So, to each of my readers who has raised, or is raising children, God bless and guide you and give you joy and strength for the challenges of each day, each year. And to those who, like me, have not birthed children of our flesh, God love you and show you opportunities to invest in younger women, to encourage family members, to serve God in the lives of others, and to feel His love and grace through those precious God-given relationships. He is faithful. Let us be also, whether it’s to nieces and nephews, stepchildren, mentees, the weak and helpless, or children of friends who need loving adults in their lives.

And Mom, I love you and thank God for your influence and impact In my life over the years: from the time as a tiny girl that I spilled a cup of milk and, instead of scolding me, you said, “Oh well, that can be cleaned up.” Or the time you stayed up late, crying with me as I shared about a broken engagement. To the example you were when your beloved, my father, went Home to be with Jesus and you refused to pull away from others but continued to engage even as you grieved. Or the overnight trips we took together as widows; and the joy you expressed when God brought another wonderful man into my life. Thank you for loving me and teaching me through your example.

Charm is deceptive, and beauty is fleeting; but a woman who fears the LORD is to be praised. (Proverbs 31:30 NIV)

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What is Success?

 5:00 am Saturday. Most of our missions team met at Peninsula Covenant Church in Redwood City. One of the three team vans picked Don and me up in San Jose, from where we headed to meet the rest of the team at Starbucks in Gilroy.

Tools – check

Passports – check

Toilet paper – check

Clothing, sundries, hats – check

We were as ready as we were going to be.

11:30 pm Saturday, we drove through the gates at Rancho Santa Marta in the Baja. My leg was screaming.

Our usual 15-hour drive to the Ranch, 65 miles south of Ensenada, had taken 18.5 looong hours. As we left the Bay Area we enjoyed reconnecting with former team members and getting to know new ones. After stopping for a fast-food lunch near Magic Mountain, one of our vans refused to start. AAA towed it to one service center which wouldn’t take it because they were going to close at 5:00. We went to another, determined the repairs would not be a quick fix, and made the decision to leave the one van behind to be repaired, and reload three vans into two.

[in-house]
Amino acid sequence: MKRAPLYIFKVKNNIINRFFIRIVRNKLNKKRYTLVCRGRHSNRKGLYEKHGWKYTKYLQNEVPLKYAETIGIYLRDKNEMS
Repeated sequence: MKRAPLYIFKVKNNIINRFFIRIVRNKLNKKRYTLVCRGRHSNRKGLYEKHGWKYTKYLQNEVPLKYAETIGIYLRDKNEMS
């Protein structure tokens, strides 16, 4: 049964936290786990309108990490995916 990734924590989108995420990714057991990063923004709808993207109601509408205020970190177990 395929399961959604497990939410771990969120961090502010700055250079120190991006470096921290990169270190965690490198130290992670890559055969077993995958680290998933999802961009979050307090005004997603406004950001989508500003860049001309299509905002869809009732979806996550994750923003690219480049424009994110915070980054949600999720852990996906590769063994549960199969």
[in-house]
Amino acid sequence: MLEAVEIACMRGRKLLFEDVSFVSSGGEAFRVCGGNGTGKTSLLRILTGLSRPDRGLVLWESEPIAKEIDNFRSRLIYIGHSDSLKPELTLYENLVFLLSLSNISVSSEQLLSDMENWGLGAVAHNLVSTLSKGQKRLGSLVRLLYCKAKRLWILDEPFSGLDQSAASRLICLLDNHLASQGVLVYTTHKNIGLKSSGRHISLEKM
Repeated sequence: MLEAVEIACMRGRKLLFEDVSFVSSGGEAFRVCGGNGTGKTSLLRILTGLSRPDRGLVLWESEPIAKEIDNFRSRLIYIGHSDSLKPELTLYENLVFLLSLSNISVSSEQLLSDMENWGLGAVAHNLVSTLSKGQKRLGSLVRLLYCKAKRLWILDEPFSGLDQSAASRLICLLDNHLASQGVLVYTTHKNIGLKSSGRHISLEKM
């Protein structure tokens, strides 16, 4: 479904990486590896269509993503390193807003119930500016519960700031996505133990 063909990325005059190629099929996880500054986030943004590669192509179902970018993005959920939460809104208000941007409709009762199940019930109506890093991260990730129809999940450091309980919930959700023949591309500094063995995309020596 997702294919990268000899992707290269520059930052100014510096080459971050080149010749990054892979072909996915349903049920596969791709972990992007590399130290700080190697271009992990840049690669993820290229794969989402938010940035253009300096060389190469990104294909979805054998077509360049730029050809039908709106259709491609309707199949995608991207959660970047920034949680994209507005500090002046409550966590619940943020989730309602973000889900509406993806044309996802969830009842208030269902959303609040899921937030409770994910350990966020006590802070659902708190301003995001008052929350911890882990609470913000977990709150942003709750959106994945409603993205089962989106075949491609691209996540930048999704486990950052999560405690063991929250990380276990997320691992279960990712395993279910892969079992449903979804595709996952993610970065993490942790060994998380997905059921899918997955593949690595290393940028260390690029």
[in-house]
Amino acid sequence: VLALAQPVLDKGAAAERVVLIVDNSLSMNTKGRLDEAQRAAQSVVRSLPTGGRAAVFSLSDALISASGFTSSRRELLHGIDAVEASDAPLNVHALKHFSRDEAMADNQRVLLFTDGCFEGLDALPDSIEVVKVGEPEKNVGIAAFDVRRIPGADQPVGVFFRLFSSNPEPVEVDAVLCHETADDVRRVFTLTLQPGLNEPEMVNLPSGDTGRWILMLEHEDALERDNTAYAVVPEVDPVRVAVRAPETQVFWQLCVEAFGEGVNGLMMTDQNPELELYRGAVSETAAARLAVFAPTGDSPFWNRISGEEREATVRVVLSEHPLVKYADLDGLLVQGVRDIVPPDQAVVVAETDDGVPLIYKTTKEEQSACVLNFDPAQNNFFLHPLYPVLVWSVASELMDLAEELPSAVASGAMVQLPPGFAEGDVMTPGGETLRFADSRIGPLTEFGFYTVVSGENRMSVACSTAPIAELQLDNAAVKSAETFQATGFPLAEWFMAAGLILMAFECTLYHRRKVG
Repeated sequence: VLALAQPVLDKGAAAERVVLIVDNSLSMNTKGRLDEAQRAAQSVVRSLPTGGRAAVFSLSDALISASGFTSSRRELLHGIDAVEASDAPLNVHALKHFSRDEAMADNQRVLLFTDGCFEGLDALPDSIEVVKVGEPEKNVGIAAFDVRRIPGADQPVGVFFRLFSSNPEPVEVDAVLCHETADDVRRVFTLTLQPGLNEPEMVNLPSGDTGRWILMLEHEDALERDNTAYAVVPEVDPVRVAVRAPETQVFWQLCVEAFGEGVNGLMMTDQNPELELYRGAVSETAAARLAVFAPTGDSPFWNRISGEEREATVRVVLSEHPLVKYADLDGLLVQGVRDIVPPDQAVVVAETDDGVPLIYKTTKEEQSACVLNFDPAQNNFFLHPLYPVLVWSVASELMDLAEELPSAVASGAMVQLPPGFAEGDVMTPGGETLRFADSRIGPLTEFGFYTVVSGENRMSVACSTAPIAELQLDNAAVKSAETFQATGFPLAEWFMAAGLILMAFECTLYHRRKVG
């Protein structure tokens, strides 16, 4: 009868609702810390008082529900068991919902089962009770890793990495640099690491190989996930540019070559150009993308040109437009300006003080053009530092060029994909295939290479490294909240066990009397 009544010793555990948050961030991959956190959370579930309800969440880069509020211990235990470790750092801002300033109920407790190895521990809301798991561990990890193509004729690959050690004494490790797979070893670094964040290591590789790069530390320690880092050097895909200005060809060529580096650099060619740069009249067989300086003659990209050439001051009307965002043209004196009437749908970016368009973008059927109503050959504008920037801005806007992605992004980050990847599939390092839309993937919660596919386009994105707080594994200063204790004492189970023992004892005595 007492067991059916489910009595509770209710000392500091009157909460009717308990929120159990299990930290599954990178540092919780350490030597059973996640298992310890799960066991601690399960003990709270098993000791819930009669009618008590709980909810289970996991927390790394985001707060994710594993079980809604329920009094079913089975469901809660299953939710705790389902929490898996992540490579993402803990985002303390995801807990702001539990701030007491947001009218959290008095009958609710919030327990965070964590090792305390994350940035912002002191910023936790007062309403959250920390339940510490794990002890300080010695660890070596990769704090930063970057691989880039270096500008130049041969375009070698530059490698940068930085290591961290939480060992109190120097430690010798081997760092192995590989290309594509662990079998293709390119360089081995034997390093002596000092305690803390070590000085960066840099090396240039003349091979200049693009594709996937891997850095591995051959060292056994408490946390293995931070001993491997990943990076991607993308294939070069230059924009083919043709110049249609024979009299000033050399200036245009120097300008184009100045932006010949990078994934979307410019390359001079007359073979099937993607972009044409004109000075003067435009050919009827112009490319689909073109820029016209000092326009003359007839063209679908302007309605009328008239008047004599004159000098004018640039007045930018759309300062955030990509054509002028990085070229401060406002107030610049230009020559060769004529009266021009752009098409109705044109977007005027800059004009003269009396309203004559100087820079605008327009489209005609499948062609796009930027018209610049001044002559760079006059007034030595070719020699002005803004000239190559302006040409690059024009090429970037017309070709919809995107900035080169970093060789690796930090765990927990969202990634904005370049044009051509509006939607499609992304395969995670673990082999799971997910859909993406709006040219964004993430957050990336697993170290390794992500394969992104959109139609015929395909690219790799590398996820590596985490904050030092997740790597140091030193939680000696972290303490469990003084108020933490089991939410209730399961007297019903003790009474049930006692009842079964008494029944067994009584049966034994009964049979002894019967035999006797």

We emptied most of the three vans, took out non-essentials (a coffee table, several boxes of t-shirts, some equipment), and repacked people and materials tight into the two other vans, then finally took off again. At Chula Vista we stopped to fill up with gas and enjoy a quick fried chicken tailgate dinner before climbing back into the vehicles to cross the border.

After unloading our weary bodies and supplies at the Ranch, we crawled into bed. I took two Advil PMs to knock me out, wanting very much to be in church Sunday morning.

As the team historian/photographer, I took some photos during the worship service. My heart was renewed as I greeted old friends. I turned to where three of our team stood to sing, and watched one of our new team members who is also a relatively new Jesus-follower. Eyes closed, his face lifted to the heavens, tears streamed down Miguel’s face. And I began to weep as I saw the adoration, praise and worship on his face.

The worship leader introduced separate prayer times for pastors/missionaries; for the Ranch, staff and children; for those who are ill. Children stood voluntarily to give thanks to God for everything from a barbecue this afternoon to their teachers and house parents.

Ranch Director Rod’s sermon, in English and Spanish, addressed what it means to be a success. Miguel is a picture of success. Coming from a difficult background, he said “God, you said if we would seek you with all our hearts we would be found by you. Where are you?” As he kept praying that prayer, God showed up and changed his heart and life. At the end of the sermon, Rod’s father-in-law, Bill, who founded the Ranch with his wife Kaye, stood. “Son-in-law,” he began, “your success will be reflected in the lives of these children who will grow up and change the world.” What a touching and meaningful encouragement.

Drawn into Miguel’s worship, I actually had my first message long before the singing ended and the sermon began.

I am so thankful to be here once again, with staff and children we love dearly.